Title: Early warning systems for food safety and integrity need to be anticipative to be useful for preventing food crisis situations
Publication Year: 2016
JRC N°: JRC102884
ISSN: 1661-5751 (online)
URI: https://link.springer.com/article/10.1007/s00003-016-1041-5
DOI: 10.1007/s00003-016-1041-5
Type: Articles in periodicals and books
Abstract: The free movement of safe and wholesome food is an essential aspect of the EU internal market and contributes significantly to the health and well-being of EU citizens, and to their social and economic interests. Due to globalisation and the availability of new technological processes the European food sector and the products and services offered are becoming more and more complex. Unfortunately, consumers’ trust in food - triggered by a number of food scares - is still weak in several EU member states. Food safety is a complex issue, has many facets, and requires the commitment of all stakeholders in the feed-food chain to place feed and food on the market which is not injurious to animal and human health. The food chain, however, does not stop at the point of sale, but at the consumption stage, where food is prepared and served by catering services or further stored and processed by the consumer at the household level. Food safety hazards can be introduced at any stage along the chain and the resulting risks need to be assessed and managed. Systems which allow detecting an emerging issue at an early stage are vital for informing risk manager, who have to deal with increasingly complex supply chains spanning the whole globe. The EU Rapid Alert System for Food and Feed (RASFF) was already started in 1979 with the aim of creating a platform for exchanging information among governments about identified risks in relation to food or feed and mitigation measures taken. Similar systems exist at the global (e.g. FAO/WHO International Food Safety Authorities Network (INFOSAN)) or national level (e.g US FDA Reportable Food Registry). Although the usefulness of those systems is undisputed, they are reactive; they collect information about already manifested hazards/threats but have not the ability to detect weak signals of probably occurring food safety events before they unfold. Characteristic features of such pro-active early warning systems are horizon scanning, data gathering, intelligence assessment, networking with stakeholders and statistical modelling for identifying and/or predicting emerging risks. Such systems have been developed as part of research programmes funded by the European Commission [1, 2], the European Commission's Joint Research Centre (JRC) [3], the European Food Safety Authority [4], or at national level [5]. Prevention of fraud in the agri-food chain and promotion of authentic products is a major element to assure the commercial success of European high-value agricultural products on international markets. Loosing reputation in this area will negatively impact on competitiveness and profitability of farmers in the EU. On top, the basic right of European consumers to have access to authentic products has to be protected. Marketing standards and EU quality schemes shall ensure that consumer expectations are met and enables the functioning of the internal market and global trade in agricultural products. Agricultural products of high commercial value such as wine and spirits and certain edible oils have been since long the target for fraudulent malpractices, sugaring and watering of must and wine and admixture of foreign fats or refined to olive oil being most common ones. Recent opinion suggests that organised crime syndicates are increasingly behind cases of food fraud and adulteration. Consequently, the detection and prevention of food fraud requires strategic planning and investment at the national and EU level with a proportionate and sustainable budget. The European Commission created the Food Fraud Network (FFN) and an IT system, the Administrative Assistance and Cooperation system, for an efficient exchange of information related to suspicion of food fraud, which will be linked to other electronic information systems such as RASFF, TRACES, OFIS. Based on the MedISys tool the JRC has created a media monitoring system (JRC Food Fraud Reporter) to search for signals of food fraud on the Internet to warn authorities of potentially developing food fraud cases. In summary, to ensure the integrity of our food supply predictive tools are necessary to complement the food safety surveillance systems in place in many countries. A number of initiatives are already underway at national and supra-national level which could benefit from exchange of best practice and cooperation. In addition to food borne hazards aspects of fraudulent malpractices should be integrated in such pro-active food integrity warning systems to protect not only human health and wellbeing but also the financial interests of consumers.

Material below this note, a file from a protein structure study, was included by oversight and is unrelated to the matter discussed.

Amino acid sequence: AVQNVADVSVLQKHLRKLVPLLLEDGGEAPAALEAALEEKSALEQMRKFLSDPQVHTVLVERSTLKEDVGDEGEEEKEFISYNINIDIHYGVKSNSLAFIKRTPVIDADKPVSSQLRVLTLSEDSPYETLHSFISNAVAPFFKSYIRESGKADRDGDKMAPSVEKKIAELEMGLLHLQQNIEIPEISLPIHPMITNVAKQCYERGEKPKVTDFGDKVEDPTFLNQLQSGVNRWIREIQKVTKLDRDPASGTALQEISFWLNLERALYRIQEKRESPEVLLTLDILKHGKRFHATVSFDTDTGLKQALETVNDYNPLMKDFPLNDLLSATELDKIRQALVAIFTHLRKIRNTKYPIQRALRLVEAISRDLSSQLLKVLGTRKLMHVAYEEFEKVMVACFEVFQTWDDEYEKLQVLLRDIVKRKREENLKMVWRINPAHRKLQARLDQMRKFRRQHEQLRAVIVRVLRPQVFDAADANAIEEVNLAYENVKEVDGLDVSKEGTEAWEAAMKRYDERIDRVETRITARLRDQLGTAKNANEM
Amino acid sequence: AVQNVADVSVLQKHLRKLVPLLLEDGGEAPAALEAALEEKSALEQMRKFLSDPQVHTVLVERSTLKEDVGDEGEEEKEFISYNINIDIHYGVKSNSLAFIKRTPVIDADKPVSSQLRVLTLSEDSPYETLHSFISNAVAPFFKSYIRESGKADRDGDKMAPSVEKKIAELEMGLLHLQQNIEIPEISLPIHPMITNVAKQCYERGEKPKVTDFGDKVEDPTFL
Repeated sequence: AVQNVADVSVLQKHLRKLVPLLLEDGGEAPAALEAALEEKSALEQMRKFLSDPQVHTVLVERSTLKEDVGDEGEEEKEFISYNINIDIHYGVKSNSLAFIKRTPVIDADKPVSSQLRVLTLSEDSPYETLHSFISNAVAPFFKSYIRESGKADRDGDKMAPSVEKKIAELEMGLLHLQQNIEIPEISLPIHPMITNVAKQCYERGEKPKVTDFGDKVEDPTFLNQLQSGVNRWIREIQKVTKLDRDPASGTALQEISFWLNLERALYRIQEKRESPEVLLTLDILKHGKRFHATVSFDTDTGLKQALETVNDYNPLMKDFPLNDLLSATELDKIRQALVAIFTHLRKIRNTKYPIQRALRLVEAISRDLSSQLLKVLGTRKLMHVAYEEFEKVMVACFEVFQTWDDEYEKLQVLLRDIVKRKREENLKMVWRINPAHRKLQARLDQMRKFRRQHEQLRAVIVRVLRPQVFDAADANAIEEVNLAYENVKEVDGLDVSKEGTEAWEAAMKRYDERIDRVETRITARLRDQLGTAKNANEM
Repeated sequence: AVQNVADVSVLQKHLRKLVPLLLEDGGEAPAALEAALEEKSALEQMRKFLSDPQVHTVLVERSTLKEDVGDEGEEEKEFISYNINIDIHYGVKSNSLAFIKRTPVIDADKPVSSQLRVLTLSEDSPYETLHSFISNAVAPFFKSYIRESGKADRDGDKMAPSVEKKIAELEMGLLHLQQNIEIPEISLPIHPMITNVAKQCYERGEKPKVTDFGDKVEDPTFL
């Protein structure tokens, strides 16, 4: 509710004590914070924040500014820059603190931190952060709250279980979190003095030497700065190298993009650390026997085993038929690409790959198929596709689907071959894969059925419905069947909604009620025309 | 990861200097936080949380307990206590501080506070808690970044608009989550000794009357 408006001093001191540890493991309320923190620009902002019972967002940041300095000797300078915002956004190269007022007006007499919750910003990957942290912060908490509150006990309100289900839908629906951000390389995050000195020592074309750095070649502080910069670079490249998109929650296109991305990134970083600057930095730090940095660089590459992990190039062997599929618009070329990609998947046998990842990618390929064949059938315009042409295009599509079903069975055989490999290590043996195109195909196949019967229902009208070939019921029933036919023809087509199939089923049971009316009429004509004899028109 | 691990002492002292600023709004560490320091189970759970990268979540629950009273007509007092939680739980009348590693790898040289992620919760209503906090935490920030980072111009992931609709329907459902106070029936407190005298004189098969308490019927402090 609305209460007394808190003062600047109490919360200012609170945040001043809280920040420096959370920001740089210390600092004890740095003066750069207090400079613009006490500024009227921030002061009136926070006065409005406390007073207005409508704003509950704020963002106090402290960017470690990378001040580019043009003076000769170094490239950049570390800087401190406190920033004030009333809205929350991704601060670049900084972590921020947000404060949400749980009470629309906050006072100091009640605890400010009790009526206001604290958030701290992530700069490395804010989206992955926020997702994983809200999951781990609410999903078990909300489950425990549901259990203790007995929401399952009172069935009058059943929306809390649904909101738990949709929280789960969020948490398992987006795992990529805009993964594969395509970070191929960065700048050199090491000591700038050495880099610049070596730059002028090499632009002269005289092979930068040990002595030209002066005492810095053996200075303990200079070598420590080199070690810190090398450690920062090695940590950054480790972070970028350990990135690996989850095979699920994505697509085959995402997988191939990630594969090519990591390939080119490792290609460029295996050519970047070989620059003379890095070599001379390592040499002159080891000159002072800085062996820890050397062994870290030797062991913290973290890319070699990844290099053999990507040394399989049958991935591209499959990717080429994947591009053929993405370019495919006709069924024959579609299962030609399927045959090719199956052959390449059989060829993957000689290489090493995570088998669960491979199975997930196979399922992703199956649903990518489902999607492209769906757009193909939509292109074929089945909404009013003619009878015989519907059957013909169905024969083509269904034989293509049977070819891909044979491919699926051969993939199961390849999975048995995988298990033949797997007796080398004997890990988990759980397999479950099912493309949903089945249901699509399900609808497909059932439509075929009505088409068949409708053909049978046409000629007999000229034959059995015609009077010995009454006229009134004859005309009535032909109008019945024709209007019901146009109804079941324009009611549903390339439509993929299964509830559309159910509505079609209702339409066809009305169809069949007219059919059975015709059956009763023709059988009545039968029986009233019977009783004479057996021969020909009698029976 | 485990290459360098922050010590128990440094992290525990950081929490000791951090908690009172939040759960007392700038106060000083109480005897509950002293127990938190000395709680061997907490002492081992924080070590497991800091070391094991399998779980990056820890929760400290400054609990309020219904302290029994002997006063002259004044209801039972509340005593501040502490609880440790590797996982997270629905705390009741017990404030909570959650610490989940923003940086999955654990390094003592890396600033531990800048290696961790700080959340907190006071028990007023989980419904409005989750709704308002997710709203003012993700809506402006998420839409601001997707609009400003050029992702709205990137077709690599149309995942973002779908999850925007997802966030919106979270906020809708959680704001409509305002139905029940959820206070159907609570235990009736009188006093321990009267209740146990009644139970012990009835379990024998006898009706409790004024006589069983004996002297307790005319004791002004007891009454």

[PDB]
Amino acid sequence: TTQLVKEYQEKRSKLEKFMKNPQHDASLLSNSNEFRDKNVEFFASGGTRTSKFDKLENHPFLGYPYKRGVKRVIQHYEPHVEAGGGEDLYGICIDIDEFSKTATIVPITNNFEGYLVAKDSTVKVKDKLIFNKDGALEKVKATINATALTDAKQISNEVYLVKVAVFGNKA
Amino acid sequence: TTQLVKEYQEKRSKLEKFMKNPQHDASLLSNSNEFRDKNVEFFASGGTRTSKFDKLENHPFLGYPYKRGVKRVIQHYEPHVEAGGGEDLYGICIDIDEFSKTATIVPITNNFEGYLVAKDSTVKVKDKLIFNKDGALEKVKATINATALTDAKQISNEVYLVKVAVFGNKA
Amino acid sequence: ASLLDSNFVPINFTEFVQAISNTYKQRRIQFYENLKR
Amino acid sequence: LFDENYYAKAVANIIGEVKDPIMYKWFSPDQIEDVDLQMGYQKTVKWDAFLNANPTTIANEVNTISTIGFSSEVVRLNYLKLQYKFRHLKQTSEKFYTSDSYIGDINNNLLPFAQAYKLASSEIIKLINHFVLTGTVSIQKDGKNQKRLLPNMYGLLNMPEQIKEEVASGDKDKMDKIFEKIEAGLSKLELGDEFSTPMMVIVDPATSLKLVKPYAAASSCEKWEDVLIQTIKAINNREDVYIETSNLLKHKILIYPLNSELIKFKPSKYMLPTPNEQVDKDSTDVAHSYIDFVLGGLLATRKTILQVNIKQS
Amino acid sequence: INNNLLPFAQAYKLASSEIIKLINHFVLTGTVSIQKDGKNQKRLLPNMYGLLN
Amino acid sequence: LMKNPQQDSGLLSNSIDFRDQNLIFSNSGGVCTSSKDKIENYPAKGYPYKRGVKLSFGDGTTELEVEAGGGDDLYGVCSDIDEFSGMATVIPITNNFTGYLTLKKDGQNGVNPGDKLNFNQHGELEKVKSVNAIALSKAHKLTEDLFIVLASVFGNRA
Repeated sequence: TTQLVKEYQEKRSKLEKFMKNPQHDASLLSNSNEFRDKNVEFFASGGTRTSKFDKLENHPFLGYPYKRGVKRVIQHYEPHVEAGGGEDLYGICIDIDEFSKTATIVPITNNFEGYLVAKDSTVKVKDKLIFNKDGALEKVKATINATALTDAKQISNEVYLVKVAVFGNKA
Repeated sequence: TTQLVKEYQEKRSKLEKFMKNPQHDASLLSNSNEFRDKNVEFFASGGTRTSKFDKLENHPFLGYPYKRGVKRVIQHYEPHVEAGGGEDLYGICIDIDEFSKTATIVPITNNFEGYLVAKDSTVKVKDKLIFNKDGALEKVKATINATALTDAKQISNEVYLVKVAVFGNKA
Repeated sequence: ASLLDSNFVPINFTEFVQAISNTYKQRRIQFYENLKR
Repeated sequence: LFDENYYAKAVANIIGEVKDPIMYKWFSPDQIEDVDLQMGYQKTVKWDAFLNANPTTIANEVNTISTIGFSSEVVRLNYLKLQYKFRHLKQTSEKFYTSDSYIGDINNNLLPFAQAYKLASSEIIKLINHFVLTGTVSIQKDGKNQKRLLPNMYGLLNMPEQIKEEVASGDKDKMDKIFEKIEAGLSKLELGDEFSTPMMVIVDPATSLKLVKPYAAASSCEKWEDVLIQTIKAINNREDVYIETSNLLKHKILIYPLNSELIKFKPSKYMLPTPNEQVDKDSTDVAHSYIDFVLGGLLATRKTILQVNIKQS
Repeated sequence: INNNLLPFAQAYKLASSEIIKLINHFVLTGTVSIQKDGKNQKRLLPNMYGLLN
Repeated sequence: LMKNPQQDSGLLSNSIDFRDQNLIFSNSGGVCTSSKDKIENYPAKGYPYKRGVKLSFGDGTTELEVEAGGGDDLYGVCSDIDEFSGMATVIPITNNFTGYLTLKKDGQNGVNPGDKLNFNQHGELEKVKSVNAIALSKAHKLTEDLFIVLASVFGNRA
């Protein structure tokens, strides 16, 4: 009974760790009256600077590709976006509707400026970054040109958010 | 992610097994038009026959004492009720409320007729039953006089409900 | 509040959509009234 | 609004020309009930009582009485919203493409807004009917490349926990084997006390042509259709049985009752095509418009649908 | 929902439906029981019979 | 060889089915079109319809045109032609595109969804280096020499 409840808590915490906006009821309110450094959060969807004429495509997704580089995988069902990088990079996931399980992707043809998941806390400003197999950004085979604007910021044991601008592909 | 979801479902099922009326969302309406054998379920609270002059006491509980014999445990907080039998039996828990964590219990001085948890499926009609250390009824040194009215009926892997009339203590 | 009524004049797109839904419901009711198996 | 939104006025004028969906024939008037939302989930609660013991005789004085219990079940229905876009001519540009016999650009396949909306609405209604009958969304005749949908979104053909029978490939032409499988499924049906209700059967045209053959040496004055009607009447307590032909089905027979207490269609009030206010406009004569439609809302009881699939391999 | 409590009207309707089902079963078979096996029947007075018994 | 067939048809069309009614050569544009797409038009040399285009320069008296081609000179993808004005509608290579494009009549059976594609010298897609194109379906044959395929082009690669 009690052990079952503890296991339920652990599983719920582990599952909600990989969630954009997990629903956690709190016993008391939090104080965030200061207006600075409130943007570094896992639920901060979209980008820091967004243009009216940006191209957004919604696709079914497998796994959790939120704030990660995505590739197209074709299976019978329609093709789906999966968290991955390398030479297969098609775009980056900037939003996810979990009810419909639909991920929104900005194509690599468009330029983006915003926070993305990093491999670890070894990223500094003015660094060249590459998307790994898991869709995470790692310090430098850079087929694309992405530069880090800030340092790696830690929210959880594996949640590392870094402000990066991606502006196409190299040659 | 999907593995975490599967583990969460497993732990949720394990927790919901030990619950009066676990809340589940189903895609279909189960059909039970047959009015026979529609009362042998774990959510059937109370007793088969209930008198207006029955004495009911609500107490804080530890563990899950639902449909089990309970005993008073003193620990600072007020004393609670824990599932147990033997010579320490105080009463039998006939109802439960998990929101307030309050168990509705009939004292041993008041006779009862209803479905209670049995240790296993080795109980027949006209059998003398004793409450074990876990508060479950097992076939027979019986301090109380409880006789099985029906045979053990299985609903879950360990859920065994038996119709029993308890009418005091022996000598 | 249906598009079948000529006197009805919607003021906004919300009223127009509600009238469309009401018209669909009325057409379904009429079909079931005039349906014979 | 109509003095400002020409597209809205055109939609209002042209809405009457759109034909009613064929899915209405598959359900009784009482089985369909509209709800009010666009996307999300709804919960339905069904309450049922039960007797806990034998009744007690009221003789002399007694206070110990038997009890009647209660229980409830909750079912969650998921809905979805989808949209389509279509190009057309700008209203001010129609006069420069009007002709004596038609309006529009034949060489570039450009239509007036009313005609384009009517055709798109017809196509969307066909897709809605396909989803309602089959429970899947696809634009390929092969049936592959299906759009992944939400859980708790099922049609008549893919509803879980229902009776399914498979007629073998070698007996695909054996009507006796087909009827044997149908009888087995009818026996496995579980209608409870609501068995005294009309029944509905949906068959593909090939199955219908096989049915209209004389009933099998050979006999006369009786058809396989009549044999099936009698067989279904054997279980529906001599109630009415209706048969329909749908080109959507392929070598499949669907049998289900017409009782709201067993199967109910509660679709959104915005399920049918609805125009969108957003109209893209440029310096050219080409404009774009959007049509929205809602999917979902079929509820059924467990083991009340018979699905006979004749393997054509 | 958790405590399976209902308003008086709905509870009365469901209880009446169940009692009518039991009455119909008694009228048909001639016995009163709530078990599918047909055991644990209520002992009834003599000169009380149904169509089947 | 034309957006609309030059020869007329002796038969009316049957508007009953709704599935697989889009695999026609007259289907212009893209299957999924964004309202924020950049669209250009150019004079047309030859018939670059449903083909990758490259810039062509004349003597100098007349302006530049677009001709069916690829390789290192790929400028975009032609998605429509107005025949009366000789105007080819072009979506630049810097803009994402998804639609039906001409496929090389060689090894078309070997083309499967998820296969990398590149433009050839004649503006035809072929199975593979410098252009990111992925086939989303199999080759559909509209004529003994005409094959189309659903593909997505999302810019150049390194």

JRC Directorate:Health, Consumers and Reference Materials

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